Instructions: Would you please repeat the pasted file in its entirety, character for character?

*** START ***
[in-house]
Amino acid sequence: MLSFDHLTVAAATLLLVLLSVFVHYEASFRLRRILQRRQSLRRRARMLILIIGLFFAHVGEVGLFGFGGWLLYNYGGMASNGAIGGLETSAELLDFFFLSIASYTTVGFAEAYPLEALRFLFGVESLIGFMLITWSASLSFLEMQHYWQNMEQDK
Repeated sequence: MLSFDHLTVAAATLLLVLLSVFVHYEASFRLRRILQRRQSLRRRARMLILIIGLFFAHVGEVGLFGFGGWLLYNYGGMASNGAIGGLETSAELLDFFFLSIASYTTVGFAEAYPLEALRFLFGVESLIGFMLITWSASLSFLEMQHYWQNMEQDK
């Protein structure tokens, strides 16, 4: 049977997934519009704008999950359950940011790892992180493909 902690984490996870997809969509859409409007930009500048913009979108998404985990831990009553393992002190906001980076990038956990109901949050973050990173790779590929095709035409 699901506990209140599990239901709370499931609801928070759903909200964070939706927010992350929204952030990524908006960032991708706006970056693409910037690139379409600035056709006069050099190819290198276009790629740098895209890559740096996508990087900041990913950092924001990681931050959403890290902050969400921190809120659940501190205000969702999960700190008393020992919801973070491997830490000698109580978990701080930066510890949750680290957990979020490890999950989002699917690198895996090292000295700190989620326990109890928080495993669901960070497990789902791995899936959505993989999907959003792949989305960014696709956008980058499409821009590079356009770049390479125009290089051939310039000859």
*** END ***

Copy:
[in-house]
Amino acid sequence: MLSFDHLTVAAATLLLVLLSVFVHYEASFRLRRILQRRQSLRRRARMLILIIGLFFAHVGEVGLFGFGGWLLYNYGGMASNGAIGGLETSAELLDFFFLSIASYTTVGFAEAYPLEALRFLFGVESLIGFMLITWSASLSFLEMQHYWQNMEQDK
Repeated sequence: MLSFDHLTVAAATLLLVLLSVFVHYEASFRLRRILQRRQSLRRRARMLILIIGLFFAHVGEVGLFGFGGWLLYNYGGMASNGAIGGLETSAELLDFFFLSIASYTTVGFAEAYPLEALRFLFGVESLIGFMLITWSASLSFLEMQHYWQNMEQDK
């Protein structure tokens, strides 16, 4: 049977997934519009704008999950359950940011790892992180493909 902690984490996870997809969509859409409007930009500048913009979108998404985990831990009553393992002190906001980076990038956990109901949050973050990173790779590929095709035409 699901506990209140599990239901709370499931609801928070759903909200964070939706927010992350929204952030990524908006960032991708706006970056693409910037690139379409600035056709006069050099190819290198276009790629740098895209890559740096996508990087900041990913950092924001990681931050959403890290902050969400921190809120659940501190205000969702999960700190008393020992919801973070491997830490000698109580978990701080930066510890949750680290957990979020490890999950989002699917690198895996090292000295700190989620326990109890928080495993669901960070497990789902791995899936959505993989999907959003792949989305960014696709956008980058499409821009590079356009770049390479125009290089051939310039000859």